Conclusions and Recommendations

In order to meet the challenges arising from climate change impacts in Kazakhstan, its NAP process needs to account for the sub-national perspective. The fact that Kazakhstan is currently initiating the development of its NAP process presents an opportunity to shape this process and ensure the vertical integration of climate action. 

Two major entry points for action have been identified: 

  • Firstly, the integration of climate adaptation needs into high-level strategic documents. If successful, this represents a facilitating leverage for all climate-resilient planning across all sectors and levels. This can be achieved by using the ongoing SDG process, where intersectoral working groups represent a platform for dialogue and the coming update of the Green Economy (GE) concept.
  • Secondly, the integration of climate-resilient planning into sub-national development planning presents an entry point for action. This would ensure access to funding for climate actions and make investments across all provinces climate-proof.

The Ministry of Energy is the coordinating authority for the update of the green economy concept and the SDGs’ “Planet Working Group,” where it can influence the policy framework on different document levels. The adjustment of sub-national development programs requires the support of other key ministries, such as the Ministry of National Economy.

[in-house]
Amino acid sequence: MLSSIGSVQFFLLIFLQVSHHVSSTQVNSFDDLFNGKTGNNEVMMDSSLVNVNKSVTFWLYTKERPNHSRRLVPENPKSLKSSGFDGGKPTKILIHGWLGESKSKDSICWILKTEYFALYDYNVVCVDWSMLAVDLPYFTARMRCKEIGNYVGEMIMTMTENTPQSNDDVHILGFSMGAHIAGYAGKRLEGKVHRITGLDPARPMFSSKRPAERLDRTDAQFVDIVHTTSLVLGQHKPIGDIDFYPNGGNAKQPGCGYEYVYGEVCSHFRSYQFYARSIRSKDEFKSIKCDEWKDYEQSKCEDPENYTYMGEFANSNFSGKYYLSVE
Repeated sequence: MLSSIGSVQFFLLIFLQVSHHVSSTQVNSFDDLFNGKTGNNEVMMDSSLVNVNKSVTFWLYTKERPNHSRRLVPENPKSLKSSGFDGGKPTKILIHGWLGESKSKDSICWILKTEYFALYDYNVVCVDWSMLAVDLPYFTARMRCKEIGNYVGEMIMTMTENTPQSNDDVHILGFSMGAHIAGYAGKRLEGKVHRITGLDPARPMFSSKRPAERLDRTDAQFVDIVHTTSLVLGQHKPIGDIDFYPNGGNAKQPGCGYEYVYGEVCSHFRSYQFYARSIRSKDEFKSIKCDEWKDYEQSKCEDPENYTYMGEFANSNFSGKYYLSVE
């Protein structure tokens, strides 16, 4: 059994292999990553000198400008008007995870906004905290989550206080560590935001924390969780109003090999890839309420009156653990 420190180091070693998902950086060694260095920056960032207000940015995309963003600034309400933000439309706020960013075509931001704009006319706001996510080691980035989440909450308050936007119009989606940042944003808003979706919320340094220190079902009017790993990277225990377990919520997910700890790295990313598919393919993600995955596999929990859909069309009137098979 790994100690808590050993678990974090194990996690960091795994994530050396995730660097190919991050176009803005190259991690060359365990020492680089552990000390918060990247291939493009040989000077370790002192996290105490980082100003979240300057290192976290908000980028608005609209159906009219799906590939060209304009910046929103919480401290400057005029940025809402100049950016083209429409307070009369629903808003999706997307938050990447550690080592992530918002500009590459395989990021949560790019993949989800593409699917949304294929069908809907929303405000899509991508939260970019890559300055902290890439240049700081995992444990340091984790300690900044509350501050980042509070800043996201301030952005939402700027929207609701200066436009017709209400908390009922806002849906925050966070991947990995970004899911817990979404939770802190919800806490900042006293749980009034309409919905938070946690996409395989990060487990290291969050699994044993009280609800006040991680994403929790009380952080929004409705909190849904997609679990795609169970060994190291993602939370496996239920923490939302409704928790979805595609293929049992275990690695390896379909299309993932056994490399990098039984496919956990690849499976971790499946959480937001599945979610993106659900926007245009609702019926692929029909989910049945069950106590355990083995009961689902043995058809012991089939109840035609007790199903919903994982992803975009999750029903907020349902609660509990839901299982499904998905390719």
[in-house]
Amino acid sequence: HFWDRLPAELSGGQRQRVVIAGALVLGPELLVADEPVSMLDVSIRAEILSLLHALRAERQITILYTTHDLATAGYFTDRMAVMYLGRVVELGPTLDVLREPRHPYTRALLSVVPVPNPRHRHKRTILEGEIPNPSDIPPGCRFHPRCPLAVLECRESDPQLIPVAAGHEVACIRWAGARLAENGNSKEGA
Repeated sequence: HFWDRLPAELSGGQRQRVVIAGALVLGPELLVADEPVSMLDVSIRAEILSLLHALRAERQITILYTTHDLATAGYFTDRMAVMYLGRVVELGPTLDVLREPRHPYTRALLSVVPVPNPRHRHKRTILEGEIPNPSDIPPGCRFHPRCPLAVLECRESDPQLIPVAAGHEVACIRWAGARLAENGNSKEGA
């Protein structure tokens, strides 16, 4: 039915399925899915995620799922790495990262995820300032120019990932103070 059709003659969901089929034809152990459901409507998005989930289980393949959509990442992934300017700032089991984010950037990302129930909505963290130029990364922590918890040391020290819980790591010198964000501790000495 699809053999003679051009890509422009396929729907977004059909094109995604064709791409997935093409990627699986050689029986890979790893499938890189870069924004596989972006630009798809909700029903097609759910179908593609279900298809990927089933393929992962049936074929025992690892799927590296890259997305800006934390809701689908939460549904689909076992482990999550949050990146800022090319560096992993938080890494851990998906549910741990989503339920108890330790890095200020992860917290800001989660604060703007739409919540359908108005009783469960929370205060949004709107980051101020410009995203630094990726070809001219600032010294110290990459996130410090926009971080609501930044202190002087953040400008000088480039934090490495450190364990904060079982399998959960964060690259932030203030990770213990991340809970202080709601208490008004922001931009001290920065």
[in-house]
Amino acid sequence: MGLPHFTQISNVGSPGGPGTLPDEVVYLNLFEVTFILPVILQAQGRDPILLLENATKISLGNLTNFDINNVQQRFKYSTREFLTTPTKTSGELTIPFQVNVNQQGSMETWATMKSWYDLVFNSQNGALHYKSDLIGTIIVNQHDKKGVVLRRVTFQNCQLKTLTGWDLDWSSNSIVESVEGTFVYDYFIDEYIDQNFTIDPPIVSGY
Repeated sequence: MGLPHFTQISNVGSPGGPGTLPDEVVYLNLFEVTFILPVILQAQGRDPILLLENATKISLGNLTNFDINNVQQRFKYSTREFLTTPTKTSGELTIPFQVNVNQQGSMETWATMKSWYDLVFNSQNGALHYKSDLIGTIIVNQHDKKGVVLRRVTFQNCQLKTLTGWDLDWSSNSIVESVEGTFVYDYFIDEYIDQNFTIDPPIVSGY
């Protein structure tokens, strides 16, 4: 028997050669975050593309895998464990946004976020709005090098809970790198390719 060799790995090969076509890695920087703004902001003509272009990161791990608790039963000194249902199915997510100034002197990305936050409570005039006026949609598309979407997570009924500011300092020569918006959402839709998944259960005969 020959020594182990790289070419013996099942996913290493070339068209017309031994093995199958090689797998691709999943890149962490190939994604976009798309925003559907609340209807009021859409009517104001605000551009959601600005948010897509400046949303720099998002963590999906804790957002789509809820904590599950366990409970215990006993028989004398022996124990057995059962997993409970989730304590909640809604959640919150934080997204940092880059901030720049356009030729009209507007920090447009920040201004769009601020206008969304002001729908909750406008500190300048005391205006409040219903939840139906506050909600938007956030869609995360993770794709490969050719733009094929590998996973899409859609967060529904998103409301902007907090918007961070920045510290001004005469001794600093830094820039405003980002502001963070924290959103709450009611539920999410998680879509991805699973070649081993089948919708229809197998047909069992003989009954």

Since the Ministry of Energy (as the authorized body of the Government of Kazakhstan) designs its NAP process, key points that it may consider for the vertical integration of action include the following, which international organizations would likely strongly support (see the full text for more detail on each of these points):

  • Shape the implementation discussion within the SDG Planet working group on climate policy change and pursue the adjustment of high-level governmental strategic documents.
  • Provide proposals and expertise on vertical integration of the NAP process in the SDG implementation process.
  • Initiate dialogue processes with the Ministry of National Economy and propose adjustments on current sub-national development programs.
  • Design an institutional arrangement that covers the entire NAP process at multiple levels. 
  • Address capacity gaps at the national level.
  • Address capacity gaps at the sub-national level.
  • Ensure the sustainability of knowledge and capacity transfer.
  • Support for climate information and stakeholder involvement.

Vertical integration represents a challenge for Kazakhstan, where the sub-national level has limited possibilities and platforms for shaping processes and expressing demands outside of centralized processes. However, the sub-national sector has already been assigned roles with parameters for planning and implementation of sub-national development programs. A decision at the national level that directs the sub-national level to consider climate risks for investment planning would represent a major step toward effective climate adaptation.

Further resources